So your 6 or 7 hours probably beats me. I'm guessing that means I might listen to, in round numbers, 20 hours of music a month. If my collection holds about 30 days' worth, that's 720 hours, so 20 hours is a little less than 3% of my computerized collection. If we take a rough estimate that perhaps 5%-10% of my total music collection is computerized (about 5-10% of my CDs, none of my LPs, all of my downloads), that's .15-.3% of my total collection I hear each month, or between 1.8-3.6% per year. And that's only if all the songs I played were different, which isn't the case.

 

Anyone else want to work this out on an hours-per-week basis and see what they come up with?

 

Jud,

 

As we are of similar age and "suffer" from the same sleep apnea thing, one recommendation is to ensure that you, assuming your doctor clears or has cleared you is a very strenuous exercise regimen. While I have always exercised relatively vigorously, for the last 8 years I have been exercising using shorter interval sessions but extremely high intensity and the weight I lost is a healthier weight loss and my sleep is much better with much less episodes of apnea and snoring.

 

My listening sessions have also improved significantly as a result. While like others, I have an absurd number of albums in my collection, I have now embarked on eliminating the jitters of listening to just a track at a time but to entire albums. I am really enjoying it, have been rediscovering some great music and just enjoying listening. In addition to "actual time" listening is the quality of the time listening. My favorite times are before work, after exercise and after work between the hours of 11-1 ( I work 4-10 these days).

 

One other recommendation to enjoy one's collection is to in addition to a main system to have a headphone system. There are times I just don't want to listen to my system, just want to really lounge, and a good can system allows me to do just that and further discover my collection.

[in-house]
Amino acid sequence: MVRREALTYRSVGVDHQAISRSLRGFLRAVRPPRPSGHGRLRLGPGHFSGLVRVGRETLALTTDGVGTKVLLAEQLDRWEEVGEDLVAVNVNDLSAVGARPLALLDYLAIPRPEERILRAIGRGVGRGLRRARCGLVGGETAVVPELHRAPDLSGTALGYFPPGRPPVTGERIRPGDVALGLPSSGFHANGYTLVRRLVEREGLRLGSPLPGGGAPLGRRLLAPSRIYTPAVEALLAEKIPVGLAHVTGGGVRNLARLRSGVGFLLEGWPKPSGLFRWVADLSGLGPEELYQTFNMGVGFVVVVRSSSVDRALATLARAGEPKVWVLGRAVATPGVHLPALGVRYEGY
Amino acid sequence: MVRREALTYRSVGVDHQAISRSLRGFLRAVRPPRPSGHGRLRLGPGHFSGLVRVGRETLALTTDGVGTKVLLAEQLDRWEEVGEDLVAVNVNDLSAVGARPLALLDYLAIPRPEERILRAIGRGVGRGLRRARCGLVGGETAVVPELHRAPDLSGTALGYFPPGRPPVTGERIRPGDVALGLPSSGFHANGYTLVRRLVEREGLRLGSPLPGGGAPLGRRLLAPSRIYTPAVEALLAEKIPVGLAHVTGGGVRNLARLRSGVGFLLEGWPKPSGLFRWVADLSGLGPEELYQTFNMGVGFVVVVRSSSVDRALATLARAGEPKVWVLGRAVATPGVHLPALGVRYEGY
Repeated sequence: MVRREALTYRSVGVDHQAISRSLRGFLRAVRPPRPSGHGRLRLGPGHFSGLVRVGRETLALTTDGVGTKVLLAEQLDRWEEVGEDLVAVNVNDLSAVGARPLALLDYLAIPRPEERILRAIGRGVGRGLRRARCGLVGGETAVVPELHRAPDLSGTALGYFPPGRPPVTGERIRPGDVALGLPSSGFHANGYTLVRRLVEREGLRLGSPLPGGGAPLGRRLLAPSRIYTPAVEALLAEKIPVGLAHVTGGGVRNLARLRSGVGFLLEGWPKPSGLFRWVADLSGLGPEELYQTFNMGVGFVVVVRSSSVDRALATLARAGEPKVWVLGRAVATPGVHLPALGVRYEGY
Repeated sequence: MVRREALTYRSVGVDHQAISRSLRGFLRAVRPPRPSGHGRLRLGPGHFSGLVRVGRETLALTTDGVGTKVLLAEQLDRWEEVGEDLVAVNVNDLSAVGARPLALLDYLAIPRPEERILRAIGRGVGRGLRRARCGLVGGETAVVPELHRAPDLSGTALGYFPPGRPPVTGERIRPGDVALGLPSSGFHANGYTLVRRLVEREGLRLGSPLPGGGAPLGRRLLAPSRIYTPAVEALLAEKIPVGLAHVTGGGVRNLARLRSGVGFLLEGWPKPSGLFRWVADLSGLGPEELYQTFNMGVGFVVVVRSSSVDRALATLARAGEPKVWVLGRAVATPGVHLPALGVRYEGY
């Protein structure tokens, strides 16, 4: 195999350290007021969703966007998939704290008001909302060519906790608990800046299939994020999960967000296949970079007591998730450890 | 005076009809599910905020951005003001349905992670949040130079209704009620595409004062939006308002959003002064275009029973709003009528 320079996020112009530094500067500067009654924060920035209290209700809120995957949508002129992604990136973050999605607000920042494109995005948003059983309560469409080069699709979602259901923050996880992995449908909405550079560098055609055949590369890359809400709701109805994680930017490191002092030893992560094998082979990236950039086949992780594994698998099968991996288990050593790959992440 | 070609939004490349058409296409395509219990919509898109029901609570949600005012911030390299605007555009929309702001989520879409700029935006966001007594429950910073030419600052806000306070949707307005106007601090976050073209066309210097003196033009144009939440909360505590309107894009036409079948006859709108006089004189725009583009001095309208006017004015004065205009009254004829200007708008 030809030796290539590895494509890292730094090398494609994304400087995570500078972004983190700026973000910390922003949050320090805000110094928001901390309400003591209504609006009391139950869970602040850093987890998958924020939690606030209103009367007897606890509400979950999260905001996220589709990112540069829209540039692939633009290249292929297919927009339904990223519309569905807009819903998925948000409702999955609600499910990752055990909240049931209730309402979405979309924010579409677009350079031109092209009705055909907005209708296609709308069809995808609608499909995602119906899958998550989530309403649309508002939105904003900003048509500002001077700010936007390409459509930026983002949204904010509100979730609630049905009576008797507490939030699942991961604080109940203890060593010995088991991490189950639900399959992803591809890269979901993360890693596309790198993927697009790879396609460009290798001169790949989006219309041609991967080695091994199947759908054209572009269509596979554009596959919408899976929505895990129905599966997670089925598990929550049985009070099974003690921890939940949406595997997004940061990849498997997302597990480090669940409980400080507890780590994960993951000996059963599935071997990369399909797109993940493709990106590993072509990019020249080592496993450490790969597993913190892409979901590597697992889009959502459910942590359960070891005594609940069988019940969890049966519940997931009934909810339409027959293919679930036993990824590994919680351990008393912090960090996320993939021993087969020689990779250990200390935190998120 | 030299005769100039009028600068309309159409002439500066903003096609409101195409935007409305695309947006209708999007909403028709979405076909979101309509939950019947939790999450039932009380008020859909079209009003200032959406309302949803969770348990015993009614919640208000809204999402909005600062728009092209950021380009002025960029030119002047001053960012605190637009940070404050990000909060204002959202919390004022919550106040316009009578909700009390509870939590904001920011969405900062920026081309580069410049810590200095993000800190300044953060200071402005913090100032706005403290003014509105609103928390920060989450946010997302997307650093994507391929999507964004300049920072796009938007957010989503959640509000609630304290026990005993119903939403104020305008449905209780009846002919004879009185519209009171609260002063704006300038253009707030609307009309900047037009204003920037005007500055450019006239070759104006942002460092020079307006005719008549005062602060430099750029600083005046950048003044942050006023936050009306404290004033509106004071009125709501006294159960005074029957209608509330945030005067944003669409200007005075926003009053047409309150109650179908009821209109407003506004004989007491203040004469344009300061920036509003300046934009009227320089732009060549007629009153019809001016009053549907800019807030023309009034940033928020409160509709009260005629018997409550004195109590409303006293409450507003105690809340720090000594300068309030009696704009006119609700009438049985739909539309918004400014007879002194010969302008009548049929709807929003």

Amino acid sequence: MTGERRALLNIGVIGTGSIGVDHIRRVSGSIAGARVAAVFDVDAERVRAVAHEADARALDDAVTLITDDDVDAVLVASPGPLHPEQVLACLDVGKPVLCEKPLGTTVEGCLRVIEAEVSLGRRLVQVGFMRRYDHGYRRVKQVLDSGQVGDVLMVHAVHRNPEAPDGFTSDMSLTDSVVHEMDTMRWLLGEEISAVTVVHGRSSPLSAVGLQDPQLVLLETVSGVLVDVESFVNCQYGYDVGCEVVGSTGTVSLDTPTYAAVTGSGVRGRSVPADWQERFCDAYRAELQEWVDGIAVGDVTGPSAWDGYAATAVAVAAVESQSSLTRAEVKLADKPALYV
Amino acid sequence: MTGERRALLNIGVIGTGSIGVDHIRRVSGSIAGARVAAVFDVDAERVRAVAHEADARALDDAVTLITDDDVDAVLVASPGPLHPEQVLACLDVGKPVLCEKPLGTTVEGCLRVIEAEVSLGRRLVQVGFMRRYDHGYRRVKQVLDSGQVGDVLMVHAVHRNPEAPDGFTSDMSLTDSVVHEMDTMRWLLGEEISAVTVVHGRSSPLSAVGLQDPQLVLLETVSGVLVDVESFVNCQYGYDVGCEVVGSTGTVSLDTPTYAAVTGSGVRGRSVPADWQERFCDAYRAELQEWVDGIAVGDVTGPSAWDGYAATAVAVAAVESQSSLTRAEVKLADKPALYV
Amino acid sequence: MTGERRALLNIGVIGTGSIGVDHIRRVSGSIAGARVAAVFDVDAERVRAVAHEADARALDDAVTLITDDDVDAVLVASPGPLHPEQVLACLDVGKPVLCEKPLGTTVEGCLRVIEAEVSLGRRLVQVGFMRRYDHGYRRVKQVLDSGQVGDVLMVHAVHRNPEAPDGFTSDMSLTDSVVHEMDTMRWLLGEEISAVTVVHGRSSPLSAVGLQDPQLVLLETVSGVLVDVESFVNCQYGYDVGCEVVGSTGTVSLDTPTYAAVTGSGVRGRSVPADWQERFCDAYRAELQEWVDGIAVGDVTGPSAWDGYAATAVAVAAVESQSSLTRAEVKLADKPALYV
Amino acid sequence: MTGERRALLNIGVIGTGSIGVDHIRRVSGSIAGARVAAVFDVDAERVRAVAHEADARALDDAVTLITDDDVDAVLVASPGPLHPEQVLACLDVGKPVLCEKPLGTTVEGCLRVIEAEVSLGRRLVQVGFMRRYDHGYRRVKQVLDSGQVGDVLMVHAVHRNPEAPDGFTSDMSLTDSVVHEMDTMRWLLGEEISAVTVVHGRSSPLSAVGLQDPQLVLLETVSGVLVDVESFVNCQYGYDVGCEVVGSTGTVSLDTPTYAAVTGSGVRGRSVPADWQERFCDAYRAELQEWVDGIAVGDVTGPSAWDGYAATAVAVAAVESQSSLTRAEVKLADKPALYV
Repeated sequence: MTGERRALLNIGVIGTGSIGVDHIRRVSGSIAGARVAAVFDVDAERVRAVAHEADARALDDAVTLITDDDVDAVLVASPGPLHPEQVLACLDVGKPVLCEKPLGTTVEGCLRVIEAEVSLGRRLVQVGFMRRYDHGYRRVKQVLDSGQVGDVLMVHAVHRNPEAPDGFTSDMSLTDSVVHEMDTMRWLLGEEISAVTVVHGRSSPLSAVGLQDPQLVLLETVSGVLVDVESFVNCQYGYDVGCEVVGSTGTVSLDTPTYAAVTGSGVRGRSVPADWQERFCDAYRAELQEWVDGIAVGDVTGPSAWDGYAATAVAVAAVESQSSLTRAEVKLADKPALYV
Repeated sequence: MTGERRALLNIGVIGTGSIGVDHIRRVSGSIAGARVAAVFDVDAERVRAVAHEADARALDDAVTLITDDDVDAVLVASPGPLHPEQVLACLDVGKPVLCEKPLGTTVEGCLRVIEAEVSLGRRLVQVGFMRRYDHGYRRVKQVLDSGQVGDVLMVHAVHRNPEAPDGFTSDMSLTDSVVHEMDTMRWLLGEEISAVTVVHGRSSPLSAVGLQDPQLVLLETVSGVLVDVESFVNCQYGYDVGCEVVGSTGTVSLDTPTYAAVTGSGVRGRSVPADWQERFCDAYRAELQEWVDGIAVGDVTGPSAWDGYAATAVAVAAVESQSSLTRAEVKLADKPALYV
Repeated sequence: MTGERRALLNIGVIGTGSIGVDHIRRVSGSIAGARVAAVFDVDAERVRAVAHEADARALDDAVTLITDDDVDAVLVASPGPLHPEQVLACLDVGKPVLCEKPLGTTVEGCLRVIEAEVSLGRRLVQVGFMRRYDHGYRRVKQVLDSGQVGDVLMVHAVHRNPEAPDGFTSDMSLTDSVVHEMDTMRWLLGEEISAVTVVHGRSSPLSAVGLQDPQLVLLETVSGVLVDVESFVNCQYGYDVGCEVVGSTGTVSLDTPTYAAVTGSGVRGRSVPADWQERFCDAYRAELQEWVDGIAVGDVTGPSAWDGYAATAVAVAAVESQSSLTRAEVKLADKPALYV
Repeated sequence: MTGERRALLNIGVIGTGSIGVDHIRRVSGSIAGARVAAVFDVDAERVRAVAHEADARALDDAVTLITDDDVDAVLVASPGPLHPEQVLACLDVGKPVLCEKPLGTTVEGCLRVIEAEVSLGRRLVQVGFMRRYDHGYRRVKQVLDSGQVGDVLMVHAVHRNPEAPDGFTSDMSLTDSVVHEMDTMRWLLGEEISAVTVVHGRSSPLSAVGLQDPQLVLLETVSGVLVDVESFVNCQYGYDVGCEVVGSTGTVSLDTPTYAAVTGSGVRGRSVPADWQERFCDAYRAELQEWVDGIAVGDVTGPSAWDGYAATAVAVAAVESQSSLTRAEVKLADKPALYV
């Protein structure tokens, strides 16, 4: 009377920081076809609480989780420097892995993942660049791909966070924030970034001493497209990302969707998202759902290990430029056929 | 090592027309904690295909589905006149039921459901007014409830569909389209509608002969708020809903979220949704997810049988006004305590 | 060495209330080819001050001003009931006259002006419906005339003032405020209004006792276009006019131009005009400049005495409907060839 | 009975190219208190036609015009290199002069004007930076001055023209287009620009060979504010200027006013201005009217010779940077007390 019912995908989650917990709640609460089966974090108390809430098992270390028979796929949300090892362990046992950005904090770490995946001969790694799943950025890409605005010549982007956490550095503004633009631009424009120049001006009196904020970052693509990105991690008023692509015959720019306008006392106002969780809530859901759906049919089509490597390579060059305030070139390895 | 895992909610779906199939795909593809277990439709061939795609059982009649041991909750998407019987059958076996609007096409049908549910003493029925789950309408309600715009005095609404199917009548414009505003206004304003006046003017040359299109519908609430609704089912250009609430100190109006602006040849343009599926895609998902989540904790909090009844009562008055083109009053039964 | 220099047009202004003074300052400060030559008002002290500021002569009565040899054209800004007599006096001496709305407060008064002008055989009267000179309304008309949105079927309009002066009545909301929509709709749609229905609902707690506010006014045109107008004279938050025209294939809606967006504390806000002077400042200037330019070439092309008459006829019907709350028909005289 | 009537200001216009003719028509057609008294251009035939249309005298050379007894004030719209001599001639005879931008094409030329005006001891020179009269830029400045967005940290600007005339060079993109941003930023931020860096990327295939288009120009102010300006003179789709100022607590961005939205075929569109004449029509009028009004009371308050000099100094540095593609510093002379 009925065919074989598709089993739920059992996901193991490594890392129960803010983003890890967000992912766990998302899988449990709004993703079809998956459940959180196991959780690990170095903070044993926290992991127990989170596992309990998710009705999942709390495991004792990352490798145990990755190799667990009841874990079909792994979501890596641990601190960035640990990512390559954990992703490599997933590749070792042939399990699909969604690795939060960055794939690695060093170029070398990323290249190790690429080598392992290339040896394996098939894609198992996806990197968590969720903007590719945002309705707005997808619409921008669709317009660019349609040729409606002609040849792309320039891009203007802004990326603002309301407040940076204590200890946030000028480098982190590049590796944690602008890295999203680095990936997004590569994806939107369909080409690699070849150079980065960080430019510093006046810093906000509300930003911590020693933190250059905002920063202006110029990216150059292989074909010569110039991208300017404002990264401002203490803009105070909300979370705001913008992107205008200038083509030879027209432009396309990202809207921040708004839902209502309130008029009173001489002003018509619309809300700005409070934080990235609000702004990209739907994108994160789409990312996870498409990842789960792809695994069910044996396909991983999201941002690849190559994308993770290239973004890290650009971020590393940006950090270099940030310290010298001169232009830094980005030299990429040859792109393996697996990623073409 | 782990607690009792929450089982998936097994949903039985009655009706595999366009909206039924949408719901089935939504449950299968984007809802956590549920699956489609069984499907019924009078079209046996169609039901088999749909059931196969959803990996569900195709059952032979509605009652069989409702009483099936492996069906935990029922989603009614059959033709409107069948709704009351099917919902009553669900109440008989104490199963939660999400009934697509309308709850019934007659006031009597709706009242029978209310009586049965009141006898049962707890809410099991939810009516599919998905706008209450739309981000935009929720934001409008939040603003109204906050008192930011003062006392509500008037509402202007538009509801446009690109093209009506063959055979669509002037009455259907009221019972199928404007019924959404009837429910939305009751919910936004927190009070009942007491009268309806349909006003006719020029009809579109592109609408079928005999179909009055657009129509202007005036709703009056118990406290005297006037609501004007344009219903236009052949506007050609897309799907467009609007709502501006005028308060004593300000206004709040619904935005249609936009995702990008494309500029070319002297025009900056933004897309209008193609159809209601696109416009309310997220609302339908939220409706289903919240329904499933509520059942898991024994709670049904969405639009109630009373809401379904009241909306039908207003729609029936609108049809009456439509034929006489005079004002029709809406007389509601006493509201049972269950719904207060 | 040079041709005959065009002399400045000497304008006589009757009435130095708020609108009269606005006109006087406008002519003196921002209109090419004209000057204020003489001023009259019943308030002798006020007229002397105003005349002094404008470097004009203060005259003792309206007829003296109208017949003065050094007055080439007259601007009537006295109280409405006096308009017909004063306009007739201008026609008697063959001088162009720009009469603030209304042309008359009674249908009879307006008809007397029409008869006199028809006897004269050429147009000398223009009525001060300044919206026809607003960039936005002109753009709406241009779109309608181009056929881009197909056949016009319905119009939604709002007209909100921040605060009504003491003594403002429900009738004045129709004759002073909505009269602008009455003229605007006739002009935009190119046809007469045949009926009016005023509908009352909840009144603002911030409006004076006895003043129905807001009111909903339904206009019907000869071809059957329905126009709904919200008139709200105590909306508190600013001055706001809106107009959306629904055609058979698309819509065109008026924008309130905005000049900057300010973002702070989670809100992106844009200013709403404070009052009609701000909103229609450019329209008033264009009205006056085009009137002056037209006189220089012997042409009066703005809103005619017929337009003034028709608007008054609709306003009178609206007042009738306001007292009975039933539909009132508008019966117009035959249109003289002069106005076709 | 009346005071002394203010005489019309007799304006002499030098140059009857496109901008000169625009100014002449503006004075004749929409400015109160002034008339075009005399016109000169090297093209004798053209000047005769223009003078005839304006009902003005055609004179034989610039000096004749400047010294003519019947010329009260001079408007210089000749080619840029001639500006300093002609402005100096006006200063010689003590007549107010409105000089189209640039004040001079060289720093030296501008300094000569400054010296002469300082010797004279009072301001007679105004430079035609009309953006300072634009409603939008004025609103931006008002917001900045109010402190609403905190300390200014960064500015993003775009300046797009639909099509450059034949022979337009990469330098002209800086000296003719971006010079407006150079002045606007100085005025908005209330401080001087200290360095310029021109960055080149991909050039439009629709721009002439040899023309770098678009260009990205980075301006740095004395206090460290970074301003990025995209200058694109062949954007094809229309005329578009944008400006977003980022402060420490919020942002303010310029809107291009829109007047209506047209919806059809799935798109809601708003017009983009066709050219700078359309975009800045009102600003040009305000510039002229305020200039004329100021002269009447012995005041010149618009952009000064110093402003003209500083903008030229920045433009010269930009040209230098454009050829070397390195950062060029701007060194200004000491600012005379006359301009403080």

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I listen to far more of my library than I ever used to, now that my system is more euphonic and forgiving... but out of over 18k tracks, how much of it am I ever going to listen to... it will probably always be way less than half, due to subject material preference/taste.

Source:

*Aurender N100 (no internal disk : LAN optically isolated via FMC with *LPS) > DIY 5cm USB link (5v rail removed / ground lift switch - split for *LPS) > Intona Industrial (injected *LPS / internally shielded with copper tape) > DIY 5cm USB link (5v rail removed / ground lift switch) > W4S Recovery (*LPS) > DIY 2cm USB adaptor (5v rail removed / ground lift switch) > *Auralic VEGA (EXACT : balanced)

 

Control:

*Jeff Rowland CAPRI S2 (balanced)

 

Playback:

2 x Revel B15a subs (balanced) > ATC SCM 50 ASL (balanced - 80Hz HPF from subs)

 

Misc:

*Via Power Inspired AG1500 AC Regenerator

LPS: 3 x Swagman Lab Audiophile Signature Edition (W4S, Intona & FMC)

Storage: QNAP TS-253Pro 2x 3Tb, 8Gb RAM

Cables: DIY heavy gauge solid silver (balanced)

Mains: dedicated distribution board with 5 x 2 socket ring mains, all mains cables: Mark Grant Black Series DSP 2.5 Dual Screen

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Good topic. My listening tends to be somewhat seasonal in time and type of music. Out of roughly 500 albums at any given season I may listen to at least one song on 15-20% of my albums. During an entire year I may listen to at least one song from 70-80% of my albums.

 

In prior years with an album centric approach I didn't usually buy albums that had only a song or two I liked. Now with playlists off a hard drive I am a bit more selective even amongst a given album. Then there is streaming in a multitude of ways to listen cutting into things. Time listening to music I own is a little less, and listening to a larger variety of things I don't own is more.